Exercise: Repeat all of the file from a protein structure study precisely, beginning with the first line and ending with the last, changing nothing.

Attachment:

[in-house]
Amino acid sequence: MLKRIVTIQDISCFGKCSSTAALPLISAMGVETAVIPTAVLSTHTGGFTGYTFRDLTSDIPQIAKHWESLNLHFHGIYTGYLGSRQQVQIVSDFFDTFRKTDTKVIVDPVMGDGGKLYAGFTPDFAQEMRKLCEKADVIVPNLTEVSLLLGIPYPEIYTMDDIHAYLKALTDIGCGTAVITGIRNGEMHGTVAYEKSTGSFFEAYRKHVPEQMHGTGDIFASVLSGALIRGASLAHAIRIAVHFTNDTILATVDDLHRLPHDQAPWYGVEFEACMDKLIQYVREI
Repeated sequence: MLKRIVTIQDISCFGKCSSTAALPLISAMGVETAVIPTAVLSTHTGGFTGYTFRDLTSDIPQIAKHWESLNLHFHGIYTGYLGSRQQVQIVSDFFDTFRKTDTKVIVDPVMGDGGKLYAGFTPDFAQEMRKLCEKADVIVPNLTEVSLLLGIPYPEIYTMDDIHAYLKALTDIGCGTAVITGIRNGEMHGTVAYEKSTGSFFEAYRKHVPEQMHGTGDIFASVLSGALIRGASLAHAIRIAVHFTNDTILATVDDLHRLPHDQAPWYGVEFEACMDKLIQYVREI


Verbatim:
[in-house]
Amino acid sequence: MLKRIVTIQDISCFGKCSSTAALPLISAMGVETAVIPTAVLSTHTGGFTGYTFRDLTSDIPQIAKHWESLNLHFHGIYTGYLGSRQQVQIVSDFFDTFRKTDTKVIVDPVMGDGGKLYAGFTPDFAQEMRKLCEKADVIVPNLTEVSLLLGIPYPEIYTMDDIHAYLKALTDIGCGTAVITGIRNGEMHGTVAYEKSTGSFFEAYRKHVPEQMHGTGDIFASVLSGALIRGASLAHAIRIAVHFTNDTILATVDDLHRLPHDQAPWYGVEFEACMDKLIQYVREI
Repeated sequence: MLKRIVTIQDISCFGKCSSTAALPLISAMGVETAVIPTAVLSTHTGGFTGYTFRDLTSDIPQIAKHWESLNLHFHGIYTGYLGSRQQVQIVSDFFDTFRKTDTKVIVDPVMGDGGKLYAGFTPDFAQEMRKLCEKADVIVPNLTEVSLLLGIPYPEIYTMDDIHAYLKALTDIGCGTAVITGIRNGEMHGTVAYEKSTGSFFEAYRKHVPEQMHGTGDIFASVLSGALIRGASLAHAIRIAVHFTNDTILATVDDLHRLPHDQAPWYGVEFEACMDKLIQYVREI